BOOK REVIEWS

Great Expectations by Charles Dickens

There is something incredibly endearing about this novel. From the very first line, Dickens draws us in, making us Pip’s confidantes, so that we eagerly follow him on his journey.

The first section of this novel, revolves around Pip’s childhood, and Dickens manages to reflect the young age of his protagonist onto the narrative itself: there is a youthful element despite that Pip is telling us of these events retrospectively, and while he sometimes foreshadows things to come, the element of surprise and discovery is not lost. I particularly enjoyed this first part: the Gargery household is a vivid and somewhat nostalgic portrayal of Pip’s childhood home, however imperfect it may be.

“In the little world in which children have their existence whosoever brings them up, there is nothing so finely perceived and so finely felt as injustice. It may be only small injustice that the child can be exposed to; but the child is small, and its world is small”

The neighbours and routines add a layer of authenticity to the setting and to the story: the relationships between the various characters were always engaging. Miss Havisham…well, Dickens sure knows how to create a compelling yet eerie character. The feelings she evokes in the reader are further emphasised by her household. There is an almost surreal, magical, element to her.
Pip’s growth of character is…not exactly for the best. But, we do see glimpses of his regret, and we are made to empathise with his situation. His newly found ambition, made possible due to his sudden ‘great expectations’ will cause both us and him sorrow. I was particularly saddened by his rebuttal of Joe.

“As I had grown accustomed to my expectations, I had insensibly begun to notice their effect upon myself and those around me. Their influence on my own character I disguised from my recognition as much as possible, but I knew very well that it was not all good. I lived in a state of chronic uneasiness respecting my behavior to Joe. My conscience was not by any means comfortable about Biddy.”

But it isn’t all gloom and doom. Pip does inspire sympathetic feelings, especially through his new friendships such as the ones he has with Herbert and Wemmick. I was pleasantly surprised by Magwitch’s storyline, and I was all too glad to see Pip’s opinion of him change.

I was supportive of Pip’s love for Estella, despite the latter being a cold and unlikable character. Dickens, however, skillfully manages to make such a distant and detached character admirable:

“What?” said Estella, preserving her attitude of indifference as she leaned against the great chimney-piece and only moving her eyes; “do you reproach me for being cold? You?”
“Are you not?” was the fierce retort.
“You should know,” said Estella. “I am what you have made me. Take all the praise, take all the blame; take all the success, take all the failure; in short, take me.”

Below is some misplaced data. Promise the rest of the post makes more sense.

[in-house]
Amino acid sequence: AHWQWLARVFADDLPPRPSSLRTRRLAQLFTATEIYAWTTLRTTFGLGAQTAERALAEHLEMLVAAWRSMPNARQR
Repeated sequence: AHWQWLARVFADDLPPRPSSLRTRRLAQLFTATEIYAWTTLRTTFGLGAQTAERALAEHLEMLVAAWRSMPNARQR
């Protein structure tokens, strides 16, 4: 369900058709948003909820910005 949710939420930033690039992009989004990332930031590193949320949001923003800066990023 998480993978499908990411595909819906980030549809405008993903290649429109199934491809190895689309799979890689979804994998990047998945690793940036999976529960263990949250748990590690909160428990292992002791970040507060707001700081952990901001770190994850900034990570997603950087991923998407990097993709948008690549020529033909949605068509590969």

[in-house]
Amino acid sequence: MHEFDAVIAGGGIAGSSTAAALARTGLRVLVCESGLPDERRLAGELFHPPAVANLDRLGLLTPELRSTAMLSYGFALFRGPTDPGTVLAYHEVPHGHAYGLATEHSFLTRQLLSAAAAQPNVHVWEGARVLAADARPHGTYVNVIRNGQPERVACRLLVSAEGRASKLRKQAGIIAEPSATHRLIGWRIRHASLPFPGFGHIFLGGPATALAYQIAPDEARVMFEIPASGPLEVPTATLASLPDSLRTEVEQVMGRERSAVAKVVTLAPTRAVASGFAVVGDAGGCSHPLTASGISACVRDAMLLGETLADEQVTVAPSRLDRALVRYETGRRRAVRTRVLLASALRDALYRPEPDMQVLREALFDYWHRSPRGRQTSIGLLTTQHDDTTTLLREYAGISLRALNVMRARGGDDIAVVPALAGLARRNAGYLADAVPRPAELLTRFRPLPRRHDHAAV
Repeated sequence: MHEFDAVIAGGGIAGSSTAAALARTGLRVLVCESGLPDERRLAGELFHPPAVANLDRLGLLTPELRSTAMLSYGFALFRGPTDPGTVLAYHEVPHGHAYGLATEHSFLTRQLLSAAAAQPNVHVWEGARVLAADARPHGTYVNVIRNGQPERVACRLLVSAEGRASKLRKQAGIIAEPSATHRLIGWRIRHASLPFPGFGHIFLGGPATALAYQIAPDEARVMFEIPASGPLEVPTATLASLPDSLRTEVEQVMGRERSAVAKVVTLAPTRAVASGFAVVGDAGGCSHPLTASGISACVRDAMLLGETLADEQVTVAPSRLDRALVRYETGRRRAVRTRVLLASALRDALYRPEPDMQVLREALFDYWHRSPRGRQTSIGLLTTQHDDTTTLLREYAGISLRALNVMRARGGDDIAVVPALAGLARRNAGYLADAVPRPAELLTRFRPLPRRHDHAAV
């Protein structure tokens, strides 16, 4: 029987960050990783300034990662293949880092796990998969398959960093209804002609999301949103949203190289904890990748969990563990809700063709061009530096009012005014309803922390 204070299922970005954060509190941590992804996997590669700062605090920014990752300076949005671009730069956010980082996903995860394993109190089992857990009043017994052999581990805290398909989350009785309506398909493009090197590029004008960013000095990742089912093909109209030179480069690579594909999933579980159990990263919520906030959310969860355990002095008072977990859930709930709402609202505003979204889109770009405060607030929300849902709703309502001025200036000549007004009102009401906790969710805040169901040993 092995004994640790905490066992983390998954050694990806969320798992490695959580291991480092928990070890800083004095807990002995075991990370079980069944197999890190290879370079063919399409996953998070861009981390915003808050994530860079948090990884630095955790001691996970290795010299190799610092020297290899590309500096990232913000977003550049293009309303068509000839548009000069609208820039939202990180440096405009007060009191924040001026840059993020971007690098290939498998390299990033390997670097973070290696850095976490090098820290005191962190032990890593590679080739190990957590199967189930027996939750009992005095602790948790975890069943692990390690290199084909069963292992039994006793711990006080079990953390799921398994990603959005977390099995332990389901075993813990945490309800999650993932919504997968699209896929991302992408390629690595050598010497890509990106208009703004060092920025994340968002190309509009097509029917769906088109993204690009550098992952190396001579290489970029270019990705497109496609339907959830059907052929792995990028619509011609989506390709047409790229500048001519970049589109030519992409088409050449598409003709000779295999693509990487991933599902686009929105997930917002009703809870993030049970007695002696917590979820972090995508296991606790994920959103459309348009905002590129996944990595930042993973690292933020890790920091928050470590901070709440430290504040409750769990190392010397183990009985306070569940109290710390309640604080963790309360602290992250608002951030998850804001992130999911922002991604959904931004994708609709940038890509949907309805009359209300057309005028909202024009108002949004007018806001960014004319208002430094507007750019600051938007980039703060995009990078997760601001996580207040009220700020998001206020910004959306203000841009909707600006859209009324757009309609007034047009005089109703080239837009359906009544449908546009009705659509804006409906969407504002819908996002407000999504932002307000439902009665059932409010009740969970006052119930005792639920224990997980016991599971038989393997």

He makes his own characters aware of their reputations and behavior. And Pip too realizes Estella’s difficult personality. He evades falling into the ‘love struck fool’ trope because he is not oblivious to the fact that his feelings for Estella are quite irrational:

“Estella was the inspiration of it, and the heart of it, of course. But, though she had taken such strong possession of me, though my fancy and my hope were so set upon her, though her influence on my boyish life and character had been all-powerful, I did not, even that romantic morning, invest her with any attributes save those she possessed. […] The unqualified truth is, that when I loved Estella with the love of a man, I loved her simply because I found her irresistible. Once for all; I knew to my sorrow, often and often, if not always, that I loved her against reason, against promise, against peace, against hope, against happiness, against all discouragement that could be. Once for all; I loved her none the less because I knew it, and it had no more influence in restraining me than if I had devoutly believed her to be human perfection.”

It is easy to relate and identify with Pip partly due his intrinsically likeable nature: no matter what he does or do, he never causes hatred or contempt. We are made to ‘feel’ for him even in those situations where he himself is to blame. He is at the very chore of this novel: there is an immediate connection made to him due to very nature of his character. Sensitive, somewhat naive, not always thoughtful, but possessing a soulful mind, he is a fully fleshed individual.
The plot, later on, is not quite as engrossing as it initially was, but, overall, it was a compelling tale of friendship and moral values. Touches of humor lighten the topics touched plus, Dickens knew how to phrase things. I appreciated and rooted for the novel’s nuanced protagonist and the memorable cast of characters supporting his tale.

My rating: 4 of 5 stars

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